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OECD warns against reform complacency as new report highlights priorities for action

 

13/02/2007 - With a number of the world’s most advanced countries finally shaking off the sluggish economic growth of recent years, now is the time to step up, not slacken, the pace of reform, according to the latest edition of the OECD's annual Going for Growth report.

In a preface to the report, the OECD's Chief Economist, Jean-Philippe Cotis, cautions that cyclical buoyancy in continental Europe and Asian OECD countries must not lead to complacency. “Governments should resist the temptation to ease up on reforms aimed at boosting productivity and creating more jobs”, says Mr.Cotis.

It is in part thanks to the progress already made in reforming labour and product markets that unemployment has begun to fall in Europe, claims the report. But more needs to be done to boost long-term growth. Removing obstacles to labour force participation and job creation would increase living standards. Opening up product and financial markets to greater competition should raise productivity and rebalance national income away from business profits and into higher salaries and job creation, it adds. 

Now in its third year, Going for Growth highlights the weaknesses that are holding back OECD economies from raising material living standards and suggests five priority areas for action for each of the OECD’s 30 members and the EU area.

The recommendations are tailored for each country but some common priorities emerge:

  • For much of continental Europe the main focus is on improving labour market performance to reduce unemployment and lift labour force participation.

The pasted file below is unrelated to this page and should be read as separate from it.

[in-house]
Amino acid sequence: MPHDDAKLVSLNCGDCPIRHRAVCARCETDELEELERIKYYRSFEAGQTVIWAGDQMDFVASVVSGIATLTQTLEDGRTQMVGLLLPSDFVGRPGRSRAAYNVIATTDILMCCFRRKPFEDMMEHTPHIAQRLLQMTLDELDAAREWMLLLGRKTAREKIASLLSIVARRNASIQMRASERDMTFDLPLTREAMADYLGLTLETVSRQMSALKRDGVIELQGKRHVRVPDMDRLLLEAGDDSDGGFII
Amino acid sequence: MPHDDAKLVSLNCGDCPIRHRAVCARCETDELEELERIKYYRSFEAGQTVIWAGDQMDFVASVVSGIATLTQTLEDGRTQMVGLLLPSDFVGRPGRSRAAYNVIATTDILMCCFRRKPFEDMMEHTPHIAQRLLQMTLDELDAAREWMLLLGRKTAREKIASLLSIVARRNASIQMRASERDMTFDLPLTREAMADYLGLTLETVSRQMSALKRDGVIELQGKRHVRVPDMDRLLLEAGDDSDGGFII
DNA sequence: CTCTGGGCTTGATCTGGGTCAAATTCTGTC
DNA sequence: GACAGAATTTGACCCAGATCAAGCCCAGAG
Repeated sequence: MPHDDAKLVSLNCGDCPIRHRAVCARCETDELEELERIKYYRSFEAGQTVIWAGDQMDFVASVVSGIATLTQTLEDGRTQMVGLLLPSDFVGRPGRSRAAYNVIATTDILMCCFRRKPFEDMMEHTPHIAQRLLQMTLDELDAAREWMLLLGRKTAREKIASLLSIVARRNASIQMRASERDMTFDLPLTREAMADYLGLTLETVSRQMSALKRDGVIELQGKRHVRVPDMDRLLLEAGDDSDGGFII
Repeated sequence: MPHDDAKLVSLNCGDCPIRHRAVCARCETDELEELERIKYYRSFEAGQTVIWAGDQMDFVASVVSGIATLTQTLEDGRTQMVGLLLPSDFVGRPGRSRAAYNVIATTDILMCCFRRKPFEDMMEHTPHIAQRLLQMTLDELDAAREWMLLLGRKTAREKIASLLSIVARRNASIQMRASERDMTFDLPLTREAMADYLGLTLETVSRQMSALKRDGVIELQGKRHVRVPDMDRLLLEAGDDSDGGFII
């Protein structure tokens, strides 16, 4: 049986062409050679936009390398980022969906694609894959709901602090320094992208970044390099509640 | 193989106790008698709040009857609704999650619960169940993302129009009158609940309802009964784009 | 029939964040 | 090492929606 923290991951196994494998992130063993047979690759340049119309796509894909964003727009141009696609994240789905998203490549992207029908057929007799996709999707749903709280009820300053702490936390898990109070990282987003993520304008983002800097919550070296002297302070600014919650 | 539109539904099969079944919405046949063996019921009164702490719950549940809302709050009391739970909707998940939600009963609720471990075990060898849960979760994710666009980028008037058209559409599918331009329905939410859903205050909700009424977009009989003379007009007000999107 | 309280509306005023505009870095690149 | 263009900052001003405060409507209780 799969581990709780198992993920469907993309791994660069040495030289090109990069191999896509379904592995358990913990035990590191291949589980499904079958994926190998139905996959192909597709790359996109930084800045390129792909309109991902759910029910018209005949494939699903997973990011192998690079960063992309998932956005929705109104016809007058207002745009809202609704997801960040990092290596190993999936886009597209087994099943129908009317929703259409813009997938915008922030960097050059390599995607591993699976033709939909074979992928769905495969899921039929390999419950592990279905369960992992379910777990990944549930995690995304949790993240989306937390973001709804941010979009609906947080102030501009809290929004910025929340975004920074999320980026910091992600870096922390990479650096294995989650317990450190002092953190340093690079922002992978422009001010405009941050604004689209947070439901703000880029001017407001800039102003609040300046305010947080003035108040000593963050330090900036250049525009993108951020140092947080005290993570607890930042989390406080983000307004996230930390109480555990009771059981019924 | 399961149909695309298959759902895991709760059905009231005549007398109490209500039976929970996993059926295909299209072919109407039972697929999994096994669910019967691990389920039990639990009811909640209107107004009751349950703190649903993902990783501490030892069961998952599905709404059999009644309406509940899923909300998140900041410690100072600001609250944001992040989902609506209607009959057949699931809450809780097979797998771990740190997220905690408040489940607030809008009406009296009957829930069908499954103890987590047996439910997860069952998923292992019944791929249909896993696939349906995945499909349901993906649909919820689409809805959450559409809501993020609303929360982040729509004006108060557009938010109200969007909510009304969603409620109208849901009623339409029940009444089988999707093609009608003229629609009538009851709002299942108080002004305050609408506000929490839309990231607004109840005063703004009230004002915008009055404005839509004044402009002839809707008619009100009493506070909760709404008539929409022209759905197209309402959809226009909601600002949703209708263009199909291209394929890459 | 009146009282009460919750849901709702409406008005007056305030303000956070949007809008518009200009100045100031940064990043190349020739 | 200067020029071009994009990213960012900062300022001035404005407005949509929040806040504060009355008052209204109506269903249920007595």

• For lower-income countries, as well as in Japan and Switzerland, raising productivity is the main challenge. Priorities focus more on liberalisation of product markets, especially in network industries and in services.
  • English-speaking countries generally display good labour market performance but need to raise skill levels, in particular through improvements in secondary education.
  • Many EU countries need to strengthen higher-education systems to improve graduation rates and, in some cases, the quality of teaching and research.

The report also looks at the political and economic impediments standing in the way of structural reforms and at how they can best be promoted and implemented.

To obtain a copy of Going for Growth 2007: Economic Policy Reforms, or for further information, journalists are invited to contact the OECD’s Media Division (tel: +33 1 4524 9700). The report can be purchased in paper or electronic form through the OECD’s Online Bookshop. Subscribers and readers at subscribing institutions can access the online version via SourceOECD.

Further information about the report can be found at www.oecd.org/growth/goingforgrowth2007

 

 

 

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